Cornucopia is perhaps Björk’s most ambitious project yet, seeing her collaborate with artists, musicians and designers from around the world, from Lucrecia Martel, the acclaimed Argentinian filmmaker who directs, to Tobias Gremmler, a digital artist. His graphics, which appear throughout, are perhaps the cornerstone of the performance – “I am sooo sublimely grateful for my 18 months of work with the incredibly talented @tobiasgremmler for Cornucopia,” Björk wrote on Instagram. “It has been a journey through abstract descriptions of tiny sections of songs, details and nuances, Skypes and texts and resting restless in the ambiguity of that meeting point between a song and a moving image.” Alongside Van Herpen, designer Olivier Rousteing of Balmain also created costumes; the Icelandic Hamrahlid Choir, flutists Viibra and musician serpentwithfeet all accompany Björk on stage.
Van Herpen’s involvement began in December, when Björk shared Gremmler’s early visuals with her. “She’s never really saying to somebody: ‘make this’. She gives a lot of freedom, and that’s what’s so beautiful about working with her,” the designer says. “We talked a lot: for the piece, I began by focusing on the hybrid approach of this performance, how it’s really about nature but also the future of nature. I wanted to have this expression of an explosion, there was so much thought and energy she put into the performance, and it was really a challenge to fit into one piece. It felt like we were making three.”
Named ‘Sphaera’ – ancient Greek for sphere, or globe – the resulting dress, worn for the show’s finale, expands around Björk like a blossoming orchid, the delicate ‘petals’ reflecting the work of light artist Nick Verstand. In it, Van Herpen imagines Björk to be “a bioluminescent creature”, a “future-orchid avatar”, the dress like an “aura”, its various parts moving in concert with the musician herself. “There is nothing more magical than seeing her in one of my pieces,” says Van Herpen.
The dress also speaks to a common misconception about the designer’s work: that it is strict and technological; that her studio operates more like a laboratory than a fashion studio, and is concerned only with the distant future, rather than the world around her. In fact, much of her work comes from nature, or the physical human body itself. “I’ve never really been able to be satisfied with drawing because it’s two-dimensional; I need to see movement and I need to drape directly on a body,” she says. The work itself always “comes back to the hybrid between the organic and nature, and the future of technological experiments”. Technology, then, is simply a means to make her ideas come to life: here, the petals were laser-cut, then 3D-layered on a lightweight hybrid of stainless steel and cotton.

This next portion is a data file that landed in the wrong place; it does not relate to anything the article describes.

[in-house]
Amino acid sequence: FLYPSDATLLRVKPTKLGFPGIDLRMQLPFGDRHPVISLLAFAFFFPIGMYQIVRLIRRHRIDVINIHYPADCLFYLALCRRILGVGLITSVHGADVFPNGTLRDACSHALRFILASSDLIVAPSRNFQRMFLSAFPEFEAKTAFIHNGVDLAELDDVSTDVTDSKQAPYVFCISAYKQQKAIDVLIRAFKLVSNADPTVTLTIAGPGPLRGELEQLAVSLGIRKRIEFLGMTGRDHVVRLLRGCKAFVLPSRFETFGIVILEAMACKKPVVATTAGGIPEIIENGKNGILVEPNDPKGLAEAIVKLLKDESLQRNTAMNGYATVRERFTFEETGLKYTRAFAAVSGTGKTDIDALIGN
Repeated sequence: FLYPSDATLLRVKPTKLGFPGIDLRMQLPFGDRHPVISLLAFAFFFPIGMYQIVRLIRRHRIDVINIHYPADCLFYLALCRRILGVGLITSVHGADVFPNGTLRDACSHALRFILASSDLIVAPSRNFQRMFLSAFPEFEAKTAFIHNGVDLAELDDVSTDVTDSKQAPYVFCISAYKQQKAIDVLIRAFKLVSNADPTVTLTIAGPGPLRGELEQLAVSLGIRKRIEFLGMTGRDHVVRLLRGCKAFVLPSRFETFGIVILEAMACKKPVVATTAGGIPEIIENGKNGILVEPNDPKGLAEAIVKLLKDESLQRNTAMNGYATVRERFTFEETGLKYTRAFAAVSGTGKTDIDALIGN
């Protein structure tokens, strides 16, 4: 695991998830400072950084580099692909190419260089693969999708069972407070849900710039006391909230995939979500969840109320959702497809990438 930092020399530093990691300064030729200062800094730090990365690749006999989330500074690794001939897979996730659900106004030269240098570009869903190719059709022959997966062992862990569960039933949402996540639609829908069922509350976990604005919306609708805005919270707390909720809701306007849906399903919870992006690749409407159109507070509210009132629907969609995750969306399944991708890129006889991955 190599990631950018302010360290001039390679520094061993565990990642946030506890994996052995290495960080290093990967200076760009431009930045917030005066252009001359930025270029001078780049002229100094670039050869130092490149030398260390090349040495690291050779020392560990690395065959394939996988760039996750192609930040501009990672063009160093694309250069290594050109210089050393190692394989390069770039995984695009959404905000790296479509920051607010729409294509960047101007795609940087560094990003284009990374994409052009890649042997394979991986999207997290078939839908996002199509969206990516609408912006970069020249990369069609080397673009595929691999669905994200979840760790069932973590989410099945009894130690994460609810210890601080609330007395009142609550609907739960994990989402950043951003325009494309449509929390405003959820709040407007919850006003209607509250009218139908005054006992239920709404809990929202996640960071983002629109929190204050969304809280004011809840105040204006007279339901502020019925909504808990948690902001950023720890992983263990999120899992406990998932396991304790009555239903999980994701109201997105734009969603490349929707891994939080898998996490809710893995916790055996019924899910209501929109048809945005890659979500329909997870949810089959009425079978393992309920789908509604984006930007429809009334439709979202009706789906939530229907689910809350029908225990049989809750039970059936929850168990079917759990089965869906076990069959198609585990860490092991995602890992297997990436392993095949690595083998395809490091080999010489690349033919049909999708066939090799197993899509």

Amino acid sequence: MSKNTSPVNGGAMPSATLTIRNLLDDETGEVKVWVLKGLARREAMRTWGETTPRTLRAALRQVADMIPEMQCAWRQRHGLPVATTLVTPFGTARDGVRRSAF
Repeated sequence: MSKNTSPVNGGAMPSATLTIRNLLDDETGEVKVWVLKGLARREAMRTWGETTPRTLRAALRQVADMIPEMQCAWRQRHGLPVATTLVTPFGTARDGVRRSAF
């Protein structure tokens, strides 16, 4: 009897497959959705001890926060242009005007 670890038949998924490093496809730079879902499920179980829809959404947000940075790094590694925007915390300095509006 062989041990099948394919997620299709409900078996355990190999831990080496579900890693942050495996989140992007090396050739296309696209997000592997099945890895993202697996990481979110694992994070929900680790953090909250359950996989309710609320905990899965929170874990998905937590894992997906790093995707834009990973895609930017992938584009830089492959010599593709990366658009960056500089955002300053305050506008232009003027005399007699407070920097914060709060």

Nature, technology, the future: they are all themes of Cornucopia, too. The future of the earth, imagined in sweeping visuals and a 360-degree soundscape, is played out like an expansive fairytale in the performance, which mostly draws on Björk’s most recent album, Utopia. Cornucopia, with its ambitious, mythic scope, says there can be hope – if only we can conceive a world beyond our own. “Imagine a future and be in it,” she sings on Future Forever. “Your past is on a loop, turn it off / See this possible future and be in it.”
A more direct missive comes from environmental activist Greta Thunberg, who appears in a video at the end of the show. “Until you start focusing on what needs to be done rather than what is politically possible, there is no hope,” goes her rally cry. “If the solutions in this system are so impossible to find, then maybe we should change the system itself.”
Cornucopia runs at The Shed, New York until June 1, 2019.